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THESE GUYS MEAN BUSINESS WITH THEIR DEFENSE SETTING THE TONE, THE SURPRISING GIANTS TOOK A BIG STEP TOWARD WINNING THE NFC EAST

Dec. 15, 1997
Dec. 15, 1997

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Dec. 15, 1997

THESE GUYS MEAN BUSINESS WITH THEIR DEFENSE SETTING THE TONE, THE SURPRISING GIANTS TOOK A BIG STEP TOWARD WINNING THE NFC EAST

By RICHARD DEUTSCH

He knew he was looking at six points the instant the ball landed
in his hands. "There aren't too many people in the league who
can catch me," New York Giants linebacker Jessie Armstead said
in recounting his 57-yard interception return for a touchdown
against the Philadelphia Eagles on Sunday. "I never even worry
about someone catching me." In addition to that play, which put
New York up 7-0, Armstead had another interception plus a sack
and 10 tackles in a 31-21 win that moved the Giants within one
victory of an improbable division title.

This is an article from the Dec. 15, 1997 issue Original Layout

The season has come down to this for New York, picked by many to
finish last in the NFC East: Beat the Washington Redskins on
Saturday at the Meadowlands and win the division for the first
time since 1990. If the Giants reach the playoffs, much of the
credit will go to a fiery defense that has carried an offense
beset by injuries and inconsistency at quarterback.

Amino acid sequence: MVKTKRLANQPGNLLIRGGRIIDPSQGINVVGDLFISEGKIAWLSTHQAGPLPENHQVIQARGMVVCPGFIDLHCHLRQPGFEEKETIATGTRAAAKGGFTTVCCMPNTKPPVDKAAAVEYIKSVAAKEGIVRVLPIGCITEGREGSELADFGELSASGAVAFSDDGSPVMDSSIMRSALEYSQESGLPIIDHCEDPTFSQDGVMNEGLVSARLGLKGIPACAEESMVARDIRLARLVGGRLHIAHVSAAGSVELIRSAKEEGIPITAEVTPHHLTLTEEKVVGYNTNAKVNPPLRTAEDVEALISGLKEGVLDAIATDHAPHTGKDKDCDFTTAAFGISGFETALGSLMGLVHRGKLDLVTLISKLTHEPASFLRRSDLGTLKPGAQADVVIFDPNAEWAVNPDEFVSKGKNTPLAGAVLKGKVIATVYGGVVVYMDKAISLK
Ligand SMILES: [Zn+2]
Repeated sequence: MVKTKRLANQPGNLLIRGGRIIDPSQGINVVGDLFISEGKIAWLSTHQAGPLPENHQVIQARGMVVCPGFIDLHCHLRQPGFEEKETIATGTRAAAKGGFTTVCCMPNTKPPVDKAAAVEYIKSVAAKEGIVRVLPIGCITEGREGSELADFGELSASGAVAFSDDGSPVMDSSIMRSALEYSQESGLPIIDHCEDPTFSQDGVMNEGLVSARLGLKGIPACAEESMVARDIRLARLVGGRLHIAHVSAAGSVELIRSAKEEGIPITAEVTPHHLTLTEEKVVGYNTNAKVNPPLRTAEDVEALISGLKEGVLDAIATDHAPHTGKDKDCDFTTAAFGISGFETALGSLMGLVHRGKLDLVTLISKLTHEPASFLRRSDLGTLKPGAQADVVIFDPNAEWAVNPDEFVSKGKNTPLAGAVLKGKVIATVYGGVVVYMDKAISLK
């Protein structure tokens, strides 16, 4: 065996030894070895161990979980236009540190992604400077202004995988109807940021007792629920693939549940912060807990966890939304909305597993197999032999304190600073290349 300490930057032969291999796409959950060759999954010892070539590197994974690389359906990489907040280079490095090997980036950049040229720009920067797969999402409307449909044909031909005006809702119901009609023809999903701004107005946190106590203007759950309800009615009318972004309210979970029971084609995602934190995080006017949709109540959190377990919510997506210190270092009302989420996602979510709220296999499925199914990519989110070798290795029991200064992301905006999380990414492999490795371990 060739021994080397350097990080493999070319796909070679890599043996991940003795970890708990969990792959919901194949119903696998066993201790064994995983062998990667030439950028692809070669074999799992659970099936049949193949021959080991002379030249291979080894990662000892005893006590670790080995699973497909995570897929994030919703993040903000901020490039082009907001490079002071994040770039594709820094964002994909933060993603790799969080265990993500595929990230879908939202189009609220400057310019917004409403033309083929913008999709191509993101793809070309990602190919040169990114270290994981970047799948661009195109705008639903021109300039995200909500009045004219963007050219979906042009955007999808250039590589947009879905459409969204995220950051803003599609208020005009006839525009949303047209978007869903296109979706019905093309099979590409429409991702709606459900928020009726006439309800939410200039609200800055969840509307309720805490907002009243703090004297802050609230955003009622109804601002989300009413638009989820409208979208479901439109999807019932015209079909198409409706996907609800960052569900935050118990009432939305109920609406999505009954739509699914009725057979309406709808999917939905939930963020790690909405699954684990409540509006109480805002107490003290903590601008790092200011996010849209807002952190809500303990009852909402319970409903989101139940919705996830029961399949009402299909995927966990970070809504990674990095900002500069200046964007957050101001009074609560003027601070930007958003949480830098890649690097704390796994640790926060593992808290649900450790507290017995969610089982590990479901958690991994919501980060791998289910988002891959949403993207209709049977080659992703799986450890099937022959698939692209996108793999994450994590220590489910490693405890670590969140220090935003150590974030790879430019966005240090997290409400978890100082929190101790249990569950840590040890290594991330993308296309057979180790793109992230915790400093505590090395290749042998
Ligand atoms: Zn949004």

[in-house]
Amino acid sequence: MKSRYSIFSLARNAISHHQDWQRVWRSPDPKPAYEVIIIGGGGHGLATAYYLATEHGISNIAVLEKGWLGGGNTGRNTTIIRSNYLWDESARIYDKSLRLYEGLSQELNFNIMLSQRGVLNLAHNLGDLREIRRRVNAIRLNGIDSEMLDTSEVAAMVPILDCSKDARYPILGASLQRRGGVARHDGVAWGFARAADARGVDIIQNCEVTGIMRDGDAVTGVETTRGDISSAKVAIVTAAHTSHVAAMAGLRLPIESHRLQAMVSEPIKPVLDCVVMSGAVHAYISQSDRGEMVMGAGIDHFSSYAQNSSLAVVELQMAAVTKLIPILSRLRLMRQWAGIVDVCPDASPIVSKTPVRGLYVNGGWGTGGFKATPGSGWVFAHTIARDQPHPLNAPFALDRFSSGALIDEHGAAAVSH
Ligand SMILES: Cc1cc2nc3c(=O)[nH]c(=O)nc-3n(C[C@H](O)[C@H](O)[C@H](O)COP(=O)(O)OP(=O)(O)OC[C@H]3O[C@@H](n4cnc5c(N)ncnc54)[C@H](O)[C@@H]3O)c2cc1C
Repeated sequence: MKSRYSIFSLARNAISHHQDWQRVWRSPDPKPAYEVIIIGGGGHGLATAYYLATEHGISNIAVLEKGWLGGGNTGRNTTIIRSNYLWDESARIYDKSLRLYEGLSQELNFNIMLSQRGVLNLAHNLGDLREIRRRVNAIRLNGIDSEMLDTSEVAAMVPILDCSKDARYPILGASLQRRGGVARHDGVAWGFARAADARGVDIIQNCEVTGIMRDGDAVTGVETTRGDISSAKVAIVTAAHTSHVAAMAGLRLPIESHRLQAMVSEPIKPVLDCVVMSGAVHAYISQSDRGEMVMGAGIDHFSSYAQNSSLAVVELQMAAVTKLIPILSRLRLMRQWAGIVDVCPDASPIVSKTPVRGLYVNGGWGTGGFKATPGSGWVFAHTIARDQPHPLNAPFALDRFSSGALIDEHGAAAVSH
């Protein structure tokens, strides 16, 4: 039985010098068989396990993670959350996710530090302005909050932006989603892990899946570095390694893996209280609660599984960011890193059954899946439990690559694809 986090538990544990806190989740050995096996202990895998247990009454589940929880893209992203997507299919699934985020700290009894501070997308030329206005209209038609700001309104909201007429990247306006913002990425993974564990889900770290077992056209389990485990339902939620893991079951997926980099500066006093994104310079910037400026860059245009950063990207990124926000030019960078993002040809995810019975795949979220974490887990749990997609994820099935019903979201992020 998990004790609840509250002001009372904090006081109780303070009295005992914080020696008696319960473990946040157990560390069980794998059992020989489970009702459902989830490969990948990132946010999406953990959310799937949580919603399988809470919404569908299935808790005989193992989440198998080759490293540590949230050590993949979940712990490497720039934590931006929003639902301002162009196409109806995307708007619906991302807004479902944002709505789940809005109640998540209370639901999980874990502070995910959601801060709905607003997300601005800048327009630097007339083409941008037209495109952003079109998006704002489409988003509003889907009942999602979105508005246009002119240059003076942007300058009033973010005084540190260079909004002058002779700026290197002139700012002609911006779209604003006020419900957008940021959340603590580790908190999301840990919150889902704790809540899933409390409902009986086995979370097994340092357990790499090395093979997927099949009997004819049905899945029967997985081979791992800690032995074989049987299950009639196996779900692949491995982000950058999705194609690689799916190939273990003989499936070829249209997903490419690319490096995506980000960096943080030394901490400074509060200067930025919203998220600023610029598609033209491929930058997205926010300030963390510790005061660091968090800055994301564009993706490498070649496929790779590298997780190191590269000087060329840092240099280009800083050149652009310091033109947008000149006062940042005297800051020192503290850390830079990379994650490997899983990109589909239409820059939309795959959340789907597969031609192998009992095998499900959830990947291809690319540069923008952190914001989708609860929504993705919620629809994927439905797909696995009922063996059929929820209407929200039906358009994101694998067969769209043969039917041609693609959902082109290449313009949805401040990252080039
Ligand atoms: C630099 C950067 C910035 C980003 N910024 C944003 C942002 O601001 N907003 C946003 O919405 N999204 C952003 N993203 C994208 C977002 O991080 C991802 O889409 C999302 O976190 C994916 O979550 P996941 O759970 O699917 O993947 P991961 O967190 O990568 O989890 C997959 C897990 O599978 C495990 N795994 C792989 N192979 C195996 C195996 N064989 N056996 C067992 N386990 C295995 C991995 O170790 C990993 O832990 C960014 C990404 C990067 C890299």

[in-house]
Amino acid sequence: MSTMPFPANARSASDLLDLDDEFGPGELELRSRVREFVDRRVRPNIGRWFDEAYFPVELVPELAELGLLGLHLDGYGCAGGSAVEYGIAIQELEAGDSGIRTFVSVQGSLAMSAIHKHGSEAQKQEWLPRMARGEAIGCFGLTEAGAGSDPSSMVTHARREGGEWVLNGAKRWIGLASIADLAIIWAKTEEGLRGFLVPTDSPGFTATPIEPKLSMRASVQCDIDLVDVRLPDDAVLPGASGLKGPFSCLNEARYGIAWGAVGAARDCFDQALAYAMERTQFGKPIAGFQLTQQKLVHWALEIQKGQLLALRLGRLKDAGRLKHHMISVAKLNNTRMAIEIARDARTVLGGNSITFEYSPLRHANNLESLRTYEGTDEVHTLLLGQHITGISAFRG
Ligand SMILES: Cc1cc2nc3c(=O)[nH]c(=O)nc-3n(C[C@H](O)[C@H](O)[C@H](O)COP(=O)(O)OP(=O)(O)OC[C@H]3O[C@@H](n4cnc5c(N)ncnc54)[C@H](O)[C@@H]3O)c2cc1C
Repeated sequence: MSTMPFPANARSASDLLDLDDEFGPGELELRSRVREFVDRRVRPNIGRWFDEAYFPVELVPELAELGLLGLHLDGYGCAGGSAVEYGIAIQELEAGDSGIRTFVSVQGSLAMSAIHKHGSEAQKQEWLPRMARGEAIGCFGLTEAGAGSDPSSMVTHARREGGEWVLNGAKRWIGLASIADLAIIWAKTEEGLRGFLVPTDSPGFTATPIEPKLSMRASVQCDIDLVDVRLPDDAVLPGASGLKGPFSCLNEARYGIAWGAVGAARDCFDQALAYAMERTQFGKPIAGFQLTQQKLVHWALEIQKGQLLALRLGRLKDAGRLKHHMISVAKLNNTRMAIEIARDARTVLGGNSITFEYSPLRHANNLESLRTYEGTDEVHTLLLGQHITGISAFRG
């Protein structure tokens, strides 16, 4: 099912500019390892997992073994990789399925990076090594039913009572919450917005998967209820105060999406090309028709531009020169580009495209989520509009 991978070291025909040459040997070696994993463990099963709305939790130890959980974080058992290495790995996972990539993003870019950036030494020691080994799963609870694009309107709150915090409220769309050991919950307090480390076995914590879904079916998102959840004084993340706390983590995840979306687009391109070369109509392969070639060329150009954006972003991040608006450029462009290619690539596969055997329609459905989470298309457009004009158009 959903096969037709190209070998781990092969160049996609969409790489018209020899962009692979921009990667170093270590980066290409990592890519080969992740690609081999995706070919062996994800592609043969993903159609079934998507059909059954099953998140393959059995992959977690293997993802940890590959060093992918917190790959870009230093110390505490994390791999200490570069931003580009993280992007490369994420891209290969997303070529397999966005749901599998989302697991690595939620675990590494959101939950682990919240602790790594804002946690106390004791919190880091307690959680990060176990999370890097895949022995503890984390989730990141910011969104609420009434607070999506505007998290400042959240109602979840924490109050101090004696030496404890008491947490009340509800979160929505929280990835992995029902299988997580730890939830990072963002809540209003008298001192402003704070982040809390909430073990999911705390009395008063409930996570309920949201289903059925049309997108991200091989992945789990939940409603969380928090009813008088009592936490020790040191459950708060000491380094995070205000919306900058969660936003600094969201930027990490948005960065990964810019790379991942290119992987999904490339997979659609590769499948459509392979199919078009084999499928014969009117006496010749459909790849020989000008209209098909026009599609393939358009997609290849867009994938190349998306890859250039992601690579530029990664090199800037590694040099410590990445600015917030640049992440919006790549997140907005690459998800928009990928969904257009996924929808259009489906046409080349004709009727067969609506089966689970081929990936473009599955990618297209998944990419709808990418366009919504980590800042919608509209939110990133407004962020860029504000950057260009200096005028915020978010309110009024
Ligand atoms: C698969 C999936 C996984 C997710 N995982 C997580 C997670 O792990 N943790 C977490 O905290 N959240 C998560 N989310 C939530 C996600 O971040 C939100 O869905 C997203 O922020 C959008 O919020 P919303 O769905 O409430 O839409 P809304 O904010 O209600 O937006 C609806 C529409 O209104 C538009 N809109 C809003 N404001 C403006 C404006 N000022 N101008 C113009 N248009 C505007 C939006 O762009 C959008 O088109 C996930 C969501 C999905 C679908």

The rejuvenated Danny Kanell's three touchdown tosses on Sunday
didn't fool anyone into believing that the offense can carry New
York the rest of the way. The Giants forced Eagles quarterback
Bobby Hoying into five turnovers, and two of Kanell's scoring
tosses came after Hoying fumbled at his 33- and 40-yard lines.
"The defense put the offense in good situations," Armstead said.

An eighth-round draft pick out of Miami in 1993, Armstead has
quietly developed into one of the NFL's most versatile
defenders, and he's the Giant most often mentioned as the player
likely to be the team's first Pro Bowl representative since
1993. Already respected for his run stuffing and blitzing,
Armstead showed on Sunday that he's a premier cover man as well.
Hoying's second attempt of the game was thrown in the direction
of wideout Michael Timpson. Armstead, who was shadowing running
back Ricky Watters, drifted into the flat, made an
over-the-shoulder catch and streaked down the sideline for the
touchdown. Armstead had set the tone in a game that was less
than three minutes old. "Somehow he saw where the play was going
and was smart enough to leave his man and break toward the wide
receiver," Giants linebacker Corey Miller said afterward.

As one of New York's defensive captains, Armstead calls
adjustments at the line, which is no easy assignment. Each week
first-year defensive coordinator John Fox loads up the game plan
with schemes. "Last year we were so vanilla," Miller said. "We'd
go into a game with two or three coverages. Today we had about
20."

Which was more than enough. Hoying, a second-year player who
came into the game with one interception in his previous 125
attempts, was picked off three times and was limited to 129
passing yards until his final possession. "This is how we're
supposed to play," New York cornerback Phillippi Sparks said.
"We expect to shut people down. We know we can do that."

--RICHARD DEUTSCH

COLOR PHOTO: AL TIELEMANS Armstead helped keep wide receiver Mark Seay and the Eagles' passing attack under wraps. [Jesse Armstead and Mark Seay in game]